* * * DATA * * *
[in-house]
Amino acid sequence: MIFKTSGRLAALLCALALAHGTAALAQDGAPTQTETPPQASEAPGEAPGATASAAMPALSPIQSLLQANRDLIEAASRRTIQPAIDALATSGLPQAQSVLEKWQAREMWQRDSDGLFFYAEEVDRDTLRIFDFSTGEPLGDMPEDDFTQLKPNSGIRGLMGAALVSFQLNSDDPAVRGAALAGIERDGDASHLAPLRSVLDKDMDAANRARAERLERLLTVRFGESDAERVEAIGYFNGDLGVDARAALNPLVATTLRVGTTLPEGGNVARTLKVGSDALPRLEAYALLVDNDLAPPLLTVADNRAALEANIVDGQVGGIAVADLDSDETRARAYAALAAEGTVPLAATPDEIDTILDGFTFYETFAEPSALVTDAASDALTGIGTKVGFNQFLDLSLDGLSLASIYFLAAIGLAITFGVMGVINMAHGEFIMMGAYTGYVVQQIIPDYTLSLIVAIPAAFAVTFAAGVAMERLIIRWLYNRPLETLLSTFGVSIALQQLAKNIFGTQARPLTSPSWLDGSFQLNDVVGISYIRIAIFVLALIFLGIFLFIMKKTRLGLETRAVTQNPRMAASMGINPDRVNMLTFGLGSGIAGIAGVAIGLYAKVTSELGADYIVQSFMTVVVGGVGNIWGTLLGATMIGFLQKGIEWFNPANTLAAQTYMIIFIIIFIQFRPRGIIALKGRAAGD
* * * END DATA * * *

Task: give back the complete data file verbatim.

[in-house]
Amino acid sequence: MIFKTSGRLAALLCALALAHGTAALAQDGAPTQTETPPQASEAPGEAPGATASAAMPALSPIQSLLQANRDLIEAASRRTIQPAIDALATSGLPQAQSVLEKWQAREMWQRDSDGLFFYAEEVDRDTLRIFDFSTGEPLGDMPEDDFTQLKPNSGIRGLMGAALVSFQLNSDDPAVRGAALAGIERDGDASHLAPLRSVLDKDMDAANRARAERLERLLTVRFGESDAERVEAIGYFNGDLGVDARAALNPLVATTLRVGTTLPEGGNVARTLKVGSDALPRLEAYALLVDNDLAPPLLTVADNRAALEANIVDGQVGGIAVADLDSDETRARAYAALAAEGTVPLAATPDEIDTILDGFTFYETFAEPSALVTDAASDALTGIGTKVGFNQFLDLSLDGLSLASIYFLAAIGLAITFGVMGVINMAHGEFIMMGAYTGYVVQQIIPDYTLSLIVAIPAAFAVTFAAGVAMERLIIRWLYNRPLETLLSTFGVSIALQQLAKNIFGTQARPLTSPSWLDGSFQLNDVVGISYIRIAIFVLALIFLGIFLFIMKKTRLGLETRAVTQNPRMAASMGINPDRVNMLTFGLGSGIAGIAGVAIGLYAKVTSELGADYIVQSFMTVVVGGVGNIWGTLLGATMIGFLQKGIEWFNPANTLAAQTYMIIFIIIFIQFRPRGIIALKGRAAGD